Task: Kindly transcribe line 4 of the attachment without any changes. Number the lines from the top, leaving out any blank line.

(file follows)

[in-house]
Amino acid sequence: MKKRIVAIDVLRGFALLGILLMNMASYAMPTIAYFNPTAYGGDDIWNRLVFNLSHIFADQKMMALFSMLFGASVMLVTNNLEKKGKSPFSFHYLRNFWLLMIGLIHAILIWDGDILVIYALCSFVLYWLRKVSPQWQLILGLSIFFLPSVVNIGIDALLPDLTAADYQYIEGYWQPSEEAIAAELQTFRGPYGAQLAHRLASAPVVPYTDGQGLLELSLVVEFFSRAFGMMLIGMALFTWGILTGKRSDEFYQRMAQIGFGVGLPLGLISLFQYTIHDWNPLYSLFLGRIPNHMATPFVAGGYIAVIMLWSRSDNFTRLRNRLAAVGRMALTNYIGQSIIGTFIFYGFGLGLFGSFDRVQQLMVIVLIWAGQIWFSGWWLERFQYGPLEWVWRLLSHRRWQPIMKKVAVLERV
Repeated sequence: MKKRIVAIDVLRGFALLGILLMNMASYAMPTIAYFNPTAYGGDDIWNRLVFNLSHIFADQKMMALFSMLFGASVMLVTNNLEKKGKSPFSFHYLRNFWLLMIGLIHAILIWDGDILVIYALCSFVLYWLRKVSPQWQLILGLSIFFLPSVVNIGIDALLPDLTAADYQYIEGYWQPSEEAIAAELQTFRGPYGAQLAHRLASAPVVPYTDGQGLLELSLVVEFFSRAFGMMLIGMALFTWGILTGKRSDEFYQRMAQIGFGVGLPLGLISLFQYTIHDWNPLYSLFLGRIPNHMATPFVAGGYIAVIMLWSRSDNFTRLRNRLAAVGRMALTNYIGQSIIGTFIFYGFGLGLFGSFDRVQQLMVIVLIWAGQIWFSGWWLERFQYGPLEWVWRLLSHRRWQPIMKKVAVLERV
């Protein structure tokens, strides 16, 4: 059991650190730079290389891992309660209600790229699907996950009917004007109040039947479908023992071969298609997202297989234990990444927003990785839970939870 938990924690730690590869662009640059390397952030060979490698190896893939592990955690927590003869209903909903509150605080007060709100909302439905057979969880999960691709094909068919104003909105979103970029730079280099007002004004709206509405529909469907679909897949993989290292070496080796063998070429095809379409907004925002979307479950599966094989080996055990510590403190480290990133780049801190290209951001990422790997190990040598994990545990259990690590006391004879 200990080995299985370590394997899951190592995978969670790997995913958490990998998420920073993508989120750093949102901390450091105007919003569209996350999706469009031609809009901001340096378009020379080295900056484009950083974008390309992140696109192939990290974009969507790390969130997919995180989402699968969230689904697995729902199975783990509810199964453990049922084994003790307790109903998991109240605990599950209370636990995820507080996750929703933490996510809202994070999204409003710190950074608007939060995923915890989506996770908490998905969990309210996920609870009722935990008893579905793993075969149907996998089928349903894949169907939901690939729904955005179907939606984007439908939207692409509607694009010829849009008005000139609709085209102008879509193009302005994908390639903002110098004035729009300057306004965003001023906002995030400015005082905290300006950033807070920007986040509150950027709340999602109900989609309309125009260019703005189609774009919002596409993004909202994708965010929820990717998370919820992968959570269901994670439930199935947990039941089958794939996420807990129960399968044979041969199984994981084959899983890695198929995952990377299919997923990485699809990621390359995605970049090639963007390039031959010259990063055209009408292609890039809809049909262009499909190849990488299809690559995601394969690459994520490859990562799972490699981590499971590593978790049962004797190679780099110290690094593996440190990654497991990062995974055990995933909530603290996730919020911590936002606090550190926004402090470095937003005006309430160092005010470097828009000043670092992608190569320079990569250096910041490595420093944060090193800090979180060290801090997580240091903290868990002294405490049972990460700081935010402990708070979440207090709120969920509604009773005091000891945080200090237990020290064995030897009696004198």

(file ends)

């Protein structure tokens, strides 16, 4: 059991650190730079290389891992309660209600790229699907996950009917004007109040039947479908023992071969298609997202297989234990990444927003990785839970939870 938990924690730690590869662009640059390397952030060979490698190896893939592990955690927590003869209903909903509150605080007060709100909302439905057979969880999960691709094909068919104003909105979103970029730079280099007002004004709206509405529909469907679909897949993989290292070496080796063998070429095809379409907004925002979307479950599966094989080996055990510590403190480290990133780049801190290209951001990422790997190990040598994990545990259990690590006391004879 200990080995299985370590394997899951190592995978969670790997995913958490990998998420920073993508989120750093949102901390450091105007919003569209996350999706469009031609809009901001340096378009020379080295900056484009950083974008390309992140696109192939990290974009969507790390969130997919995180989402699968969230689904697995729902199975783990509810199964453990049922084994003790307790109903998991109240605990599950209370636990995820507080996750929703933490996510809202994070999204409003710190950074608007939060995923915890989506996770908490998905969990309210996920609870009722935990008893579905793993075969149907996998089928349903894949169907939901690939729904955005179907939606984007439908939207692409509607694009010829849009008005000139609709085209102008879509193009302005994908390639903002110098004035729009300057306004965003001023906002995030400015005082905290300006950033807070920007986040509150950027709340999602109900989609309309125009260019703005189609774009919002596409993004909202994708965010929820990717998370919820992968959570269901994670439930199935947990039941089958794939996420807990129960399968044979041969199984994981084959899983890695198929995952990377299919997923990485699809990621390359995605970049090639963007390039031959010259990063055209009408292609890039809809049909262009499909190849990488299809690559995601394969690459994520490859990562799972490699981590499971590593978790049962004797190679780099110290690094593996440190990654497991990062995974055990995933909530603290996730919020911590936002606090550190926004402090470095937003005006309430160092005010470097828009000043670092992608190569320079990569250096910041490595420093944060090193800090979180060290801090997580240091903290868990002294405490049972990460700081935010402990708070979440207090709120969920509604009773005091000891945080200090237990020290064995030897009696004198």